The mathematical sciences are likely to experience stresses and disruptions in the coming decade and a half, affecting both research and teaching. The business model of mathematical sciences departments will undergo major changes, owing to cost pressures, online course offerings, and so on. There may be less demand for lower-division teaching, but expanded opportunities for training students from other disciplines and people already in the workforce.2 Mathematical scientists should work proactively—through funding agencies, university administrations, professional societies, and within their departments—to be ready for these changes.

Mathematical science departments, particularly those at large state universities, have a tradition of teaching service courses for nonmajors. These courses, especially the large lower-division ones, help to fund positions for mathematical scientists at all levels, but especially for junior faculty and graduate teaching assistants. The teaching of mathematical sciences, both to majors and nonmajors, justifies the positions of a substantial portion of those faculty members performing mathematical sciences research. But this business model is already changing, and it faces a number of challenges in the coming years. University education has become more expensive, straining family budgets severely and often leaving students with substantial debt when they graduate. The desire to reduce these costs is pushing students to take some of their lower-division studies at state and community colleges. It is also leading university administrations to hire a second tier of nonladder faculty with larger teaching loads, reduced expectations of research productivity, and lower salaries, or to implement a series of online courses that can be taught with less faculty involvement. New methods of teaching, particularly for introductory courses, may precipitate changes in the existing model. While these trends have been observed for a decade or more, financial concerns may be increasing pressure to shift more teaching responsibilities in these ways. The result could be a reduction in the number of faculty slots in many departments.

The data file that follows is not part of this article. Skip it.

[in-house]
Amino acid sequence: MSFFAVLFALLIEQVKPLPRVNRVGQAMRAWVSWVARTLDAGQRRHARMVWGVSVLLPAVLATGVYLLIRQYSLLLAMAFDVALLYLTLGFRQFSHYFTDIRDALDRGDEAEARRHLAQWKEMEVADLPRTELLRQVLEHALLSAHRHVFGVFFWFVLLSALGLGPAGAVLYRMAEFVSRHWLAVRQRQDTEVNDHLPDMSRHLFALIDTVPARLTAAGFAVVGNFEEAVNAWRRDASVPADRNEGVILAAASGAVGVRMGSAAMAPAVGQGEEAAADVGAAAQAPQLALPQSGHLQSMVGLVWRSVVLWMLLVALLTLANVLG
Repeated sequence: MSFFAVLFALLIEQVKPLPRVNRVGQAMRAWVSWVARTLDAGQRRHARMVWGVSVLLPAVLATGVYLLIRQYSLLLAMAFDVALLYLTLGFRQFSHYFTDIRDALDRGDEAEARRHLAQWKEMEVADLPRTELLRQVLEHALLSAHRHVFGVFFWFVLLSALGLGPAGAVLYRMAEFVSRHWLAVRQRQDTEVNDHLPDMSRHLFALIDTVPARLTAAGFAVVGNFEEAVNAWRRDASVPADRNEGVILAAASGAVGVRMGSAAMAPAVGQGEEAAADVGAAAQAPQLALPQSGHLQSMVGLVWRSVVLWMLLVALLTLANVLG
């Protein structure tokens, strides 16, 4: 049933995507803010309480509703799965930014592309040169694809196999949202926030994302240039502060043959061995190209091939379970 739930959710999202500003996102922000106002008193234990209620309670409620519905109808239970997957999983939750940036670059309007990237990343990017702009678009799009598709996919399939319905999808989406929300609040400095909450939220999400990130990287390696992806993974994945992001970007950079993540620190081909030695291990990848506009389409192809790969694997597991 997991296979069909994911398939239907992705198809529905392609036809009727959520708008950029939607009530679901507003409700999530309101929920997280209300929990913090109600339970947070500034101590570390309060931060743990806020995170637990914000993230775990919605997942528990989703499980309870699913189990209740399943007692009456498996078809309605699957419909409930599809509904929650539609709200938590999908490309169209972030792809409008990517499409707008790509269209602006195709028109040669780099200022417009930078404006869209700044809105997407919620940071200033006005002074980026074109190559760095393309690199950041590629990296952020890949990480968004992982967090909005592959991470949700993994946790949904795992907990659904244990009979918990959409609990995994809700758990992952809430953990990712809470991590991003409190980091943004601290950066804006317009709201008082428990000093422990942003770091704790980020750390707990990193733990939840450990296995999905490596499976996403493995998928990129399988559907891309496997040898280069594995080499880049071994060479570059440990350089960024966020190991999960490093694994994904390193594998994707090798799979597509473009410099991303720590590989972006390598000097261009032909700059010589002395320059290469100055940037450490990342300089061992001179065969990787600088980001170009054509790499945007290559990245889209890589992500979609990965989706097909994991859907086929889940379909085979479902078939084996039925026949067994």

The pressure to economize is, if anything, increasing. In his 2012 State of the Union speech, President Obama said, “So let me put colleges and universities on notice: If you can’t stop tuition from going up, the funding you get from taxpayers will go down. Higher education can’t be a luxury—it is an economic imperative that every family in America should be able to afford.” Three days later he unveiled “a financial aid overhaul that for the first time

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2 An analysis from the National Science Foundation (NSF) (Kelly Kang, 2012, “Graduate Enrollment in Science and Engineering Grew Substantially in the Past Decade but Slowed in 2010,” InfoBrief from NSF’s National Center for Science and Engineering Statistics, NSF 21-317, available at http://www.nsf.gov/statistics/infbrief/nsf12317/nsf12317.pdf) found that overall graduate enrollment in science and engineering grew 35 percent from 2000 to 2010, to more than 550,000. As documented in Chapter 3 of this report, many science and engineering fields are increasingly reliant on the mathematical sciences.



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